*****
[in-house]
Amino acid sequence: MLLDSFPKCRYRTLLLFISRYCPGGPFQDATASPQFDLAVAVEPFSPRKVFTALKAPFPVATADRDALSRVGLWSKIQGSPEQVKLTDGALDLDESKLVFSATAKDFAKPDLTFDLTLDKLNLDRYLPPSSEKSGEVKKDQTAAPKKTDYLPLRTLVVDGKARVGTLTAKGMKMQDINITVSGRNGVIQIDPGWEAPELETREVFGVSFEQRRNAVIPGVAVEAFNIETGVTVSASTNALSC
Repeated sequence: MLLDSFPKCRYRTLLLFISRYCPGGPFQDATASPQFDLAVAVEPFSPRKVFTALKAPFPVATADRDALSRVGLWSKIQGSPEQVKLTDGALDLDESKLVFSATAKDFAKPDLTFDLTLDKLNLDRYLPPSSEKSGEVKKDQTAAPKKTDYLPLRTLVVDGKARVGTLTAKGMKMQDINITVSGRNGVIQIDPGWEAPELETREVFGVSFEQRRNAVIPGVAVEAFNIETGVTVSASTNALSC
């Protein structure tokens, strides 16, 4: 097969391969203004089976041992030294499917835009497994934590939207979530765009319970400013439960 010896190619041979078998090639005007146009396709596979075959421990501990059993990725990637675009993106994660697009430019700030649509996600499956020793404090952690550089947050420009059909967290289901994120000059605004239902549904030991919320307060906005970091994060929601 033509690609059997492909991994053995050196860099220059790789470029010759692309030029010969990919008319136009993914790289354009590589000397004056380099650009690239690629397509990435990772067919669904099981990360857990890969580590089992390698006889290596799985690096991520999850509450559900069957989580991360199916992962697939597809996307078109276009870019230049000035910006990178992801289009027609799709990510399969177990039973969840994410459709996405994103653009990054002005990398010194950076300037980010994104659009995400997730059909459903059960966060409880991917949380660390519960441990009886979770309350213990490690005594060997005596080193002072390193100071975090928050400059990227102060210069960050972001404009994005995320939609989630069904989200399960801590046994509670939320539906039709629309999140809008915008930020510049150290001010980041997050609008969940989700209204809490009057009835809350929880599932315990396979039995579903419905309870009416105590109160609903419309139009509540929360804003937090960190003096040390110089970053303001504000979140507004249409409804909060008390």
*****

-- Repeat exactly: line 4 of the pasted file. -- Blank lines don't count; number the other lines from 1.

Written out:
């Protein structure tokens, strides 16, 4: 097969391969203004089976041992030294499917835009497994934590939207979530765009319970400013439960 010896190619041979078998090639005007146009396709596979075959421990501990059993990725990637675009993106994660697009430019700030649509996600499956020793404090952690550089947050420009059909967290289901994120000059605004239902549904030991919320307060906005970091994060929601 033509690609059997492909991994053995050196860099220059790789470029010759692309030029010969990919008319136009993914790289354009590589000397004056380099650009690239690629397509990435990772067919669904099981990360857990890969580590089992390698006889290596799985690096991520999850509450559900069957989580991360199916992962697939597809996307078109276009870019230049000035910006990178992801289009027609799709990510399969177990039973969840994410459709996405994103653009990054002005990398010194950076300037980010994104659009995400997730059909459903059960966060409880991917949380660390519960441990009886979770309350213990490690005594060997005596080193002072390193100071975090928050400059990227102060210069960050972001404009994005995320939609989630069904989200399960801590046994509670939320539906039709629309999140809008915008930020510049150290001010980041997050609008969940989700209204809490009057009835809350929880599932315990396979039995579903419905309870009416105590109160609903419309139009509540929360804003937090960190003096040390110089970053303001504000979140507004249409409804909060008390």